Yves Moreau thought something was amiss when he came across a genetics paper about Tibetans in China. In the 2022 report in PLoS ONE, a team of researchers had collected blood samples from hundreds of people in the Tibet Autonomous Region of China and recorded genetic markers on their X chromosomes. The researchers concluded that this analysis was useful for forensic identification and paternity testing1.
The paper raised immediate red flags for Moreau. Over the past half-decade Moreau, who is a computational geneticist at the Catholic University of Leuven in Belgium, has become deeply concerned about the ethics of studies that report the collection of biometric data from vulnerable or oppressed groups of people2.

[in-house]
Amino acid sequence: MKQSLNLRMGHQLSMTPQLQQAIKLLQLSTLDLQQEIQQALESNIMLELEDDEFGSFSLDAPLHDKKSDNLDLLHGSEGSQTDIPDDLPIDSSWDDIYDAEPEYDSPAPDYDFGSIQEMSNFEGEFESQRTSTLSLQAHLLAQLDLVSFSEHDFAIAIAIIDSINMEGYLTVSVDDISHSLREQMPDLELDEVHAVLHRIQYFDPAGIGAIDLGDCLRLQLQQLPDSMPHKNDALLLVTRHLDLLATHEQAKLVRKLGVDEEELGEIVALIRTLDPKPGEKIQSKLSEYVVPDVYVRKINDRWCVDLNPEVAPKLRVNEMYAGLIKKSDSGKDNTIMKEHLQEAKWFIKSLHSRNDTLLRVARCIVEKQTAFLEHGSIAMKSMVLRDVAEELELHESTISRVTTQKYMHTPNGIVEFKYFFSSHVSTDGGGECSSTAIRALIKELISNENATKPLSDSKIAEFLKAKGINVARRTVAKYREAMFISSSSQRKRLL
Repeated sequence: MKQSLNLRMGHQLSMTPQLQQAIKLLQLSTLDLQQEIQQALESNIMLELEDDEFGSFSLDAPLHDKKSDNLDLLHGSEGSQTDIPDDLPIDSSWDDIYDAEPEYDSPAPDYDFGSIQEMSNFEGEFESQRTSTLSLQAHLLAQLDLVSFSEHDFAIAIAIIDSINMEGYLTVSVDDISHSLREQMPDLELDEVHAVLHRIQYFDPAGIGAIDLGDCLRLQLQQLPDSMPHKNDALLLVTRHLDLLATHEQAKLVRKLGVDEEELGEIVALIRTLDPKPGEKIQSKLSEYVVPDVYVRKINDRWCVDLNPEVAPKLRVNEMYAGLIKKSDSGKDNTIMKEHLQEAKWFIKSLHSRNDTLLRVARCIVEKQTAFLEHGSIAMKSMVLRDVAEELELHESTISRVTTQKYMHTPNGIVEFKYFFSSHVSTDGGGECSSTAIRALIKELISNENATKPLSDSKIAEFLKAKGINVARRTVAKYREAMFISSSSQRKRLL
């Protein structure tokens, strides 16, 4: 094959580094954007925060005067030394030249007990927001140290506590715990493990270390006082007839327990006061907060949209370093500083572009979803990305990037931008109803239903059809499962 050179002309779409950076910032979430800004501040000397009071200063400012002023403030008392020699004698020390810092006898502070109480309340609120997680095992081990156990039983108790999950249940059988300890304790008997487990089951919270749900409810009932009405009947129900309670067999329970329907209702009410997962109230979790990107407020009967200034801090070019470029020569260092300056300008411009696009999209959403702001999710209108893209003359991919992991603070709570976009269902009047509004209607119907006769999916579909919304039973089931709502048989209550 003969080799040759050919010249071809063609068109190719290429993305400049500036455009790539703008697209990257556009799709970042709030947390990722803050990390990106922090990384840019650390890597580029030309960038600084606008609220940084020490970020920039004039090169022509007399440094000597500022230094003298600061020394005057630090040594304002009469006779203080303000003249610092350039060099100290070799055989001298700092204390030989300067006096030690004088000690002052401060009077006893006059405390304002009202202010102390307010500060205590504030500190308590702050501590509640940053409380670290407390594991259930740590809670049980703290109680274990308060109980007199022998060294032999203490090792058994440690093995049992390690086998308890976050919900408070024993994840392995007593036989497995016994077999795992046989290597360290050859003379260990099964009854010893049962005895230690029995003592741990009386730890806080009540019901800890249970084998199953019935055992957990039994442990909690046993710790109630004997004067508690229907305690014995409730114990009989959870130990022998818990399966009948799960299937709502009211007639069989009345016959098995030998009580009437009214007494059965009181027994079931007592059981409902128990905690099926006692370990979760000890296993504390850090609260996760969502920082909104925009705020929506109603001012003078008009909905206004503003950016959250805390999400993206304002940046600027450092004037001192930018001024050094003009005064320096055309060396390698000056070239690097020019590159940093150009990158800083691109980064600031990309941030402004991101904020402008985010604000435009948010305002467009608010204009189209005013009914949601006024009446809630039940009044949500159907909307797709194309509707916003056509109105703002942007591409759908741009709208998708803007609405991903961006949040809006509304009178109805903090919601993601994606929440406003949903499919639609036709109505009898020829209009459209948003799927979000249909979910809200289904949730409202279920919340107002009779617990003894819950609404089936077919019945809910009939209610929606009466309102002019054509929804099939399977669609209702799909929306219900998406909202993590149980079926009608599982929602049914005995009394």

n this case, he worried that Chinese security forces might have been involved in the work. One concern was that the blood was collected by being blotted onto reference cards — a method of choice for police forces. Moreover, in 2022, the international advocacy organization Human Rights Watch, among others, had reported that a mass DNA-collection programme of Tibetan populations was...